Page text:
First suggested by de Duve and Wattiaux (1966), the idea of lysosomal involvement in cell death has been gaining more evidence. During lysosome-targeted stress, the type of cell death depends on the degree of lysosomal damage. Thus, extensive release of lysosomal content results in necrosis, while partial lysosomal rupture mediates apoptosis (Brunk et al. 2001; Zhao et al. 2003). Lysosomal destabilization is an initial event in programmed cell death induced by oxidative stress, radiation, and exposure to MSDH and oxidized low-density lipoprotein (Brunk and Svensson 1999; Li et al. 2000; Persson et al. 2005; Yuan et al. 1997). It has been shown that permeabilisation of lysosomal membrane leading to translocation of lysosomal enzymes to the cytosol precedes mitochondrial release of cytochrome c and subsequent caspase-activation (Roberg et al. 1999).

The current study is a continuation of the recently presented work of our group, showing that lipofuscin-loaded cells are more resistant to cell death (Stroikin et al. 2007). Here, instead of studying the apoptotic response, we focus on the effects of lipofuscin on lysosomal stability, proven to be crucial for the initiation of apoptosis (Brunk et al. 2001).

The presented MSDH-induced vacuolization (Figs. 1a,b, and 2b) can be considered an adaptive cellular response as an attempt to limit the damage (Henics and Wheatley 1999) by means of autophagic sequestration. Since lysosomal enzymes translocated to the cytosol jeopardize survival of the cell, autophagy is primarily focused on sequestration of the released lysosomal content. It has also been suggested that damaged entire lysosomes can be autophagocytozed (Stroikin et al. 2004; Kiffin et al. 2006). Regardless of the mechanism of autophagic sequestration, it does not prevent apoptosis of MSDH-treated cells (Li et al. 2000), since the acidic interior of autophagolysosomes is attracting MSDH, which at low pH becomes protonated and acquires properties of a detergent (Firestone et al. 1979).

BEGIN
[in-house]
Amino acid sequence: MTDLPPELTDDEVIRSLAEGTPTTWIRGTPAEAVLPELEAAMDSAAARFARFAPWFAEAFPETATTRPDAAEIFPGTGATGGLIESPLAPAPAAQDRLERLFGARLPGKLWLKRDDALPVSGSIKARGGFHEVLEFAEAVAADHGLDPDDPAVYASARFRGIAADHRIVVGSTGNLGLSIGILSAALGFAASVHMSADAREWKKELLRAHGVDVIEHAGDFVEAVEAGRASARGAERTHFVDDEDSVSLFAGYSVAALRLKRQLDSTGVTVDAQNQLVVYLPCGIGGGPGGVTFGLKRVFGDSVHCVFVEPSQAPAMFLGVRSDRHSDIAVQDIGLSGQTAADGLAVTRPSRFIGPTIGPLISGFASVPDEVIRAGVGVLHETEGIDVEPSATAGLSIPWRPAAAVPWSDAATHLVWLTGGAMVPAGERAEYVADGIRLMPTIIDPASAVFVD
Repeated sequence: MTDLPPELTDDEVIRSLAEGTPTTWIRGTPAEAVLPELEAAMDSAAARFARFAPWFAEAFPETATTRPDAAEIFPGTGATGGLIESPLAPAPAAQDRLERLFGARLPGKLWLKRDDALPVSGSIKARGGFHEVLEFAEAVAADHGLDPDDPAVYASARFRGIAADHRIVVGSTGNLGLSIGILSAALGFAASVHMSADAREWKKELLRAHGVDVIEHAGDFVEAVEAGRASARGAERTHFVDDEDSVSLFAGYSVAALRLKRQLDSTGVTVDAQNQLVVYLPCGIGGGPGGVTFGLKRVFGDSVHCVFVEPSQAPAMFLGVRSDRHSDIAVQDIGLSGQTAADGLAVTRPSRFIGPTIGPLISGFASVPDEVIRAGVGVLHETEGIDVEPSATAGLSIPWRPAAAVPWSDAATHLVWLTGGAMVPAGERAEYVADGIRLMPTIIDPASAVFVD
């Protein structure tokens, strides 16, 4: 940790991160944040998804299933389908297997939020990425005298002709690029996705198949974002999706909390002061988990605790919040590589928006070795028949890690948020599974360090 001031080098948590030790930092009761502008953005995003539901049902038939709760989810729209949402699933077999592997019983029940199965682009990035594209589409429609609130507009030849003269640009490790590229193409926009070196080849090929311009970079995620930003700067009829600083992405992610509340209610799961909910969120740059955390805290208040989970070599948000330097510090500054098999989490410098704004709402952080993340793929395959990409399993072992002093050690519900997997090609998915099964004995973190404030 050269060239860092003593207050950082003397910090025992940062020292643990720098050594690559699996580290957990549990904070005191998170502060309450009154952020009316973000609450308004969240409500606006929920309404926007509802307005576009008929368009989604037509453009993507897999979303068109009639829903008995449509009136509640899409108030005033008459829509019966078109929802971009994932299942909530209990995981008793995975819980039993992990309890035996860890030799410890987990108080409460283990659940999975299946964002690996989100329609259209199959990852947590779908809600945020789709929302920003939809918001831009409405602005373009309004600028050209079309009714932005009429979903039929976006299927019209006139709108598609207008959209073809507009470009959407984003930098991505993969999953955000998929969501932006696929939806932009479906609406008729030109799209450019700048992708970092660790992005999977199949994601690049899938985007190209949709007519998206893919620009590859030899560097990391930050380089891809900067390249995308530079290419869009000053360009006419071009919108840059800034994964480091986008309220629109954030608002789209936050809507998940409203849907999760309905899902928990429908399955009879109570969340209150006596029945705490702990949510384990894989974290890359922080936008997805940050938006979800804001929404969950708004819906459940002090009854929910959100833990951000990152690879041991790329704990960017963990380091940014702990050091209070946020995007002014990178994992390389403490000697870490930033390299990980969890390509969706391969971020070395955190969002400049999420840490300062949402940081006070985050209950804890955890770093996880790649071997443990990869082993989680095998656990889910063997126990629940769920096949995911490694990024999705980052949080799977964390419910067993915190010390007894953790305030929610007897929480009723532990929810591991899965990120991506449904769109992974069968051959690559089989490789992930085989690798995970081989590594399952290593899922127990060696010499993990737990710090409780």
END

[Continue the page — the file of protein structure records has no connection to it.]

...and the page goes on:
During MSDH-treatment, the number of vacuoles (Fig. 1a), corresponding to autophagolysosomes (Fig. 2b), becomes extensive, occupying the entire cell. This suggests that activated autophagy is no longer a repairing mechanism, but rather an executioner of cellular demise (Gozuacik and Kimchi 2004), which is in agreement with both the decrease of the amount of AO-positive lysosomes (Fig. 1b) and ultrastructural findings of the decreased number of morphologically typical lysosomes (Fig. 2a,b). These morphological features of lysosomal deterioration during MSDH-exposure are consistent with findings of gradual (1) decrease of lysosomal-associated AO-fluorescence, (2) increase of diffuse cathepsin D immunostaining, (3) increase of cathepsin D in the cytosolic fraction, and (4) lysosomal alkalinization. Although these changes are present in both control and lipofuscin-loaded fibroblasts, the deleterious effect of MSDH-treatment is significantly less pronounced in lipofuscin-loaded cells, which indicates reduced lysosomal sensitivity. The difference of susceptibility toward MSDH-induced lysosomal stress between control and lipofuscin-loaded fibroblasts cannot be explained in terms of decreased tropism of MSDH to lipofuscin-containing lysosomes, since lysosomal pH, responsible for both tropism and protonation of MSDH, is practically equally low in both control (4.24 ± 0.26) and lipofuscin-loaded (4.11 ± 0.17) cells. On the other hand, lipofuscin-containing lysosomes, when extensively overloaded, are excluded from physiological functioning as sites of degradation (Terman and Brunk 2004), causing formation of new, lipofuscin-free lysosomes. Such an increase of the overall volume of lysosomal compartment can be considered a possible modulator of reactivity towards lysosomotropic detergents. In this light, lipofuscin could be viewed as an indirect factor of increasing lysosomal stability. But since the number of lysosomes in non-treated cells does not markedly differ between control and lipofuscin-loaded fibroblasts (Fig. 1b), the volume of the lysosomal compartment cannot be rendered as a factor responsible for the increased resistance to MSDH-treatment in the presented study.